Oedipus Tyrannus

by Sophocles

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What parallels and thematic elements are shared between Oedipus Tyrannus and Mouawad's Scorched, and how does Mouawad update the Ancient Greek material?

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The parallels between Oedipus Rex, written by Sophocles in 429 BCE, and Scorched, written by Wajdi Mouawad in 2003, include the shared themes of self-discovery, relentless search for the truth, fate vs. free will, and the apportionment of guilt and shame. Parallels in the plot of each play include events reflecting a traumatic family history involving murder, incest, and the abandonment of children.

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There is a convergence of themes and notable parallels in the plots of the ancient Greek tragedy Oedipus Rex, written by Sophocles in 429 BCE, and Scorched (originally written in French and titled Incendies), written by Lebanese playwright Wajdi Mouawad in 2003.

The inciting incident in Oedipus Rex involves the plague, blight, and famine which the gods have inflicted on the people of Thebes, who turn to their king, Oedipus, to relieve them from their suffering. Creon reports to Oedipus that that only way to lift the plague, blight, and famine from the city is for Oedipus to find and punish the murderer of Laius, the former king of Thebes.

To find Laius's murderer, Oedipus must reconstruct the past, which ultimately turns out to be his past. Oedipus's unrelenting quest for the truth leads him to discoveries about himself that he prefers would have remained unknown, not only for his own sake, but for the sake of his wife, Jocasta, and his children.

The inciting incident in Scorched is the death of Nawal Marwan, followed by the reading of her will, which contains odd and disconcerting instructions for her burial. Nawal also left each of her twin children a letter, with instructions for Janine to deliver one of the letters to her father, who she and her brother have never known, and for Simon to deliver the other letter to their brother, who neither of them even knew existed.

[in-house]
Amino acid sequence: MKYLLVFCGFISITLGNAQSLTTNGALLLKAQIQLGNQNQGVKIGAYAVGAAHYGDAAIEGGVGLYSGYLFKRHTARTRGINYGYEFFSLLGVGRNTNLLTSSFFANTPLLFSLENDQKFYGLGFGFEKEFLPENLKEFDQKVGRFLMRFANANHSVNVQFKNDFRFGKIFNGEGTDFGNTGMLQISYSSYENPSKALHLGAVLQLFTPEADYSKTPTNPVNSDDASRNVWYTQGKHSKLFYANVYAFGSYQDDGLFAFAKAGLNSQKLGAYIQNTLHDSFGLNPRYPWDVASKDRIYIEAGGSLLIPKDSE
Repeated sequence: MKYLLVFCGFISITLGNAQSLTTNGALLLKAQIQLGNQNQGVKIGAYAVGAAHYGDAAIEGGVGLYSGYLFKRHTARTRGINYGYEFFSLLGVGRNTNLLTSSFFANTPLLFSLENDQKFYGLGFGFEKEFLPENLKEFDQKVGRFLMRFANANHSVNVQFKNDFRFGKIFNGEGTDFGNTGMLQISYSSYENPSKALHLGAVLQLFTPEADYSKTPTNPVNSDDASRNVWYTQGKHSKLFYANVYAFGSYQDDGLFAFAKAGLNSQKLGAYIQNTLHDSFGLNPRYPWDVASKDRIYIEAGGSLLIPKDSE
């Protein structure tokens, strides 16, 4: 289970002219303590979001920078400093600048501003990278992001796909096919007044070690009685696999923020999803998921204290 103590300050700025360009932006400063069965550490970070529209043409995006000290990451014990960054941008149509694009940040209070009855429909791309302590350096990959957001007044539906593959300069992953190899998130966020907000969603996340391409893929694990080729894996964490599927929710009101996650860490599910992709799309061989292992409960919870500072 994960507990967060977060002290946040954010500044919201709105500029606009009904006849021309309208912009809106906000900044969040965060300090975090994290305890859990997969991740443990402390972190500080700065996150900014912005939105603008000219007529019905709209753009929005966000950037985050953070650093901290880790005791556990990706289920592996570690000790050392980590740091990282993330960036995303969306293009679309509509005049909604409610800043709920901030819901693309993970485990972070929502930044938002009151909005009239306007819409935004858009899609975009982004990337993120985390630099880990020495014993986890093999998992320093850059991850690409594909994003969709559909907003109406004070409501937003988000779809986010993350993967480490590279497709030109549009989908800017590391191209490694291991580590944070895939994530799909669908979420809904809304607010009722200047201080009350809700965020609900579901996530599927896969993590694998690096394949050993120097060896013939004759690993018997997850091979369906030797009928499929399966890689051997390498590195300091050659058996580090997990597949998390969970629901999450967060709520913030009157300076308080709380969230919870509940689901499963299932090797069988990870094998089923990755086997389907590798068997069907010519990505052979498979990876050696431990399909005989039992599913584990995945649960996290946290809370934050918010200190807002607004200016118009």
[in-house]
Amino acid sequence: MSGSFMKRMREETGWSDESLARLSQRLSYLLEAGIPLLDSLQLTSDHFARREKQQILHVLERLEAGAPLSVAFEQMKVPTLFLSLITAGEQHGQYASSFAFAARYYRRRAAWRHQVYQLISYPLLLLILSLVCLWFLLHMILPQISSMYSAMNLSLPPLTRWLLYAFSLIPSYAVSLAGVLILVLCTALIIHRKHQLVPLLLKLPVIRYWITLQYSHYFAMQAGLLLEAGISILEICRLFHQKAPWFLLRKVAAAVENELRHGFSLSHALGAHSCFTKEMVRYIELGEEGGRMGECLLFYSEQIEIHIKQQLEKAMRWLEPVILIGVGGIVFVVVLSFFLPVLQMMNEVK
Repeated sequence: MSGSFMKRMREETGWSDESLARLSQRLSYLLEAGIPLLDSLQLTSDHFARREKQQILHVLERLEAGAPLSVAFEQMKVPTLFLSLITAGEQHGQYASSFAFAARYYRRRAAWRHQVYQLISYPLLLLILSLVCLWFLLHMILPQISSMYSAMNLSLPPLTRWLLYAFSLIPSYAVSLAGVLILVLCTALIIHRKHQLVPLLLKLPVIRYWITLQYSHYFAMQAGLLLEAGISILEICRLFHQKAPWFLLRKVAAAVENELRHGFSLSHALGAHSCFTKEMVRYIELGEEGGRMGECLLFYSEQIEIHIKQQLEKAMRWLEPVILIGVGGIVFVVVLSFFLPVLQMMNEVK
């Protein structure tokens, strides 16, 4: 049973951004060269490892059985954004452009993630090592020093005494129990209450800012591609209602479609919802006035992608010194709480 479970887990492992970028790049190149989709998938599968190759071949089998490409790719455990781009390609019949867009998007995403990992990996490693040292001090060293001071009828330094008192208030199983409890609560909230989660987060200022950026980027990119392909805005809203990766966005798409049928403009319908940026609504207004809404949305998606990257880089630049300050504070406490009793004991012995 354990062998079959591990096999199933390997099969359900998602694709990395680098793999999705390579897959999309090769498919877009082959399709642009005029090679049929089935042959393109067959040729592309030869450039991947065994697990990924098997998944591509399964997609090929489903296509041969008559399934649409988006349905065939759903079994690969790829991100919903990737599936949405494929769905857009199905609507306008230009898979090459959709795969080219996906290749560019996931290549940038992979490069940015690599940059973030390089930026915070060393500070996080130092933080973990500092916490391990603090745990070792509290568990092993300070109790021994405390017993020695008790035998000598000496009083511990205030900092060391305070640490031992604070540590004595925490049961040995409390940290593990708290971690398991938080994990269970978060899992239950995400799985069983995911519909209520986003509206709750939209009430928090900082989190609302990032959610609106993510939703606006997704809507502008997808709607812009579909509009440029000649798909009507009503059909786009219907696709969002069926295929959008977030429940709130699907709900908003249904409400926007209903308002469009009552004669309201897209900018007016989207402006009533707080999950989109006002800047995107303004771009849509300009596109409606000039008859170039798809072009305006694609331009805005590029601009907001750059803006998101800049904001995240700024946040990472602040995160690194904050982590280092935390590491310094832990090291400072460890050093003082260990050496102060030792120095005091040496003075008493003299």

In order to deliver their letters to their father and brother, Janine and Simon must discover their pasts in much the same way that Oedipus discovers his—slowly, painstakingly, and, at times, very reluctantly.

A significant difference between Oedipus Rex and Scorched is that the story of Oedipus Rex is told from Oedipus's perspective as the son of Laius, husband of Jocasta, and brother of his own children, whereas Scorched is told from Nawal's perspective, which is the perspective of the Jocasta character in Oedipus Rex, as the mother and wife.

Like Jocasta, Nawal has a son taken from her as a baby, not because of an ancient prophecy, as in Oedipus's case, but because the baby's birth, if discovered, would bring scandal and dishonor to Nawal's family because he was the illegitimate son of a Muslim refugee.

Flashbacks scenes are played out in Scorched but only recounted in narrative form in Oedipus Rex, but both plays are, in a sense, memory plays which are pieced together one memory at a time until the entire past history is revealed.

For Oedipus, the story is devastating because he discovers that he's at fault, in one way or another, for everything horrific that happens to Laius and to Jocasta, and for the four children he had with Jocasta who will carry the curse of Oedipus with them throughout their lives.

For Janine and Simon, who bear no fault whatsoever for their past, the story is a revelation to them, and is a story that frees their mother, finally, from the horrific story of her life.

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